Going back to spring when I purchased the El Nino, Neil did warn me the kit was perhaps not up to the amazing standards of the top manufacturers, one would agree, however I am happy enough as previously sated it ticked my unconventional boxes. I new I was going to modify, I was aware of its quart in a pint pot installations, taking it as a challenge.
The mods I have made are IDS servos. Eventually ditching the carbon tube push rods and installing PTFE etched tubes, running inside the fuselage, converging and exiting the back of the wing pylon, running down the top of the boom glued as a pair. Splitting at the front of the tail pylon, elevator passing through the pylon, rudder along the side of the elevator pylon. The push rods will be 1.3mm carbon rod fully supported to within 1" to 2” of the actuators each end.
It took a lot of work to get the rods and their PTFE outers nominally ‘straight’ keeping friction to a minimum but it was worth the effort and the bonus is the PTFE/1.3mm rods weight less than the original 3mm tubes and their long wire tails.
A final radical modification, the radio, power train space is very limited, especially if you were to opt for a motor/gear box, combination. I went for a very unconventional solution, the 2836 direct drive motor, back mounted out in the wind. Looks a bit ugly bolted straight to the fire wall. I have been working on this idea for a while with good results. So remove the fire wall, install a new one pre drilled to the motor mounting holes, the fact that the nose is so short means that alan bolts can be use and accessed from the cockpit with a long alan key, the arrangement also frees up at least two thirds of the front cockpit area. This arrangement also allows the CG better adjustment space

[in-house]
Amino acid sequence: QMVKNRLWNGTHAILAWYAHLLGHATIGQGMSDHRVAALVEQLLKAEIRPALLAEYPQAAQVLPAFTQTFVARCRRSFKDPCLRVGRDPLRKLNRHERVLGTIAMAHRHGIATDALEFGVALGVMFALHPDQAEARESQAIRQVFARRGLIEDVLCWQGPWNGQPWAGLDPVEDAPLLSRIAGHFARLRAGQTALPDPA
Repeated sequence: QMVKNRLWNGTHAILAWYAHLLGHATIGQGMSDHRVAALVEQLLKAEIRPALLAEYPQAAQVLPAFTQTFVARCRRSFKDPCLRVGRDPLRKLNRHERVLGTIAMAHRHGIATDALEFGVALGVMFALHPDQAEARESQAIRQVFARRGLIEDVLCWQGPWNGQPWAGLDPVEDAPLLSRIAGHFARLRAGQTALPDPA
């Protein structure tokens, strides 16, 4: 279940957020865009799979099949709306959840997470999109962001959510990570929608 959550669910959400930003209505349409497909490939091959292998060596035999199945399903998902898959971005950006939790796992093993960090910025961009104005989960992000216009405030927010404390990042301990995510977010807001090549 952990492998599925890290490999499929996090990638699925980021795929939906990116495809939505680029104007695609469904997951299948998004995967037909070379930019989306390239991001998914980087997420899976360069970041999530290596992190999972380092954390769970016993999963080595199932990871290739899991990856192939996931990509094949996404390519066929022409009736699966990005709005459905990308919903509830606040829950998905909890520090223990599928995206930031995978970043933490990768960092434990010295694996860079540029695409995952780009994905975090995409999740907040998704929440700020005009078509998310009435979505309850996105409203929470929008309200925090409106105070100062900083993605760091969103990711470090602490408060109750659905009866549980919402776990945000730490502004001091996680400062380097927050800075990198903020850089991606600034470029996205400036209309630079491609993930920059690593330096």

Fitting a new fire wall around 12mm down the nose enables the motor to be rear mounted and faired into the fuselage nose. Obviously the fuzz and motor cannot touch, its an out-runner, working carefully a 0.5 to 1mm gap can be achieved with a 2836 direct drive, its a pain to do as is turning the motor if required. For me it is satisfying, being different, creating more space for the radio.
Much safer rear control surface actuation and lighter to boot. IDS has allowed me to eliminate surface drag exposed rods and horns as well as eliminating the bubble in the servo cover.
Lots of other little things required my thought and attention but most one could expect on any build.
So this is it, building has been very interesting. The flying review is not going to happen this side of Easter 2019, cold, waterlogged field and winter in general will keep me indoors. Should be starting a new project very soon, just waiting for the main component to arrive, hopefully January?
Review by: Roger SandersEl Nino 3.9m
As a mechanical engineer, I am very impressed by the aerodynamic design of this glider. In my opinion, it has the best performance of any of the current large, F5J gliders. This is because it has the lowest aerodynamic drag combined with ultra light weight (mine weighs 1,048 grams), very thin airfoils for good penetration, and very tight circling capability.
I have an older Xplorer and one of the early Ultimas to which I can compare the El Nino. The Xplorer weighs over 2 KG while the Ultima and El Nino weigh about half that. The difference in flight behavior between these three are remarkable.
Being relatively heavy, the Xplorer flies fast, penetrates upwind very well, and responds quickly to control inputs. Its glide slope is quite good, but not as good as either the Ultima or the El Nino, and it flies down that slope faster than than the other gliders. Its relatively high weight and high flight speed means that it does not "float" as well as the others, and it is not able to detect and circle as tightly in light lift.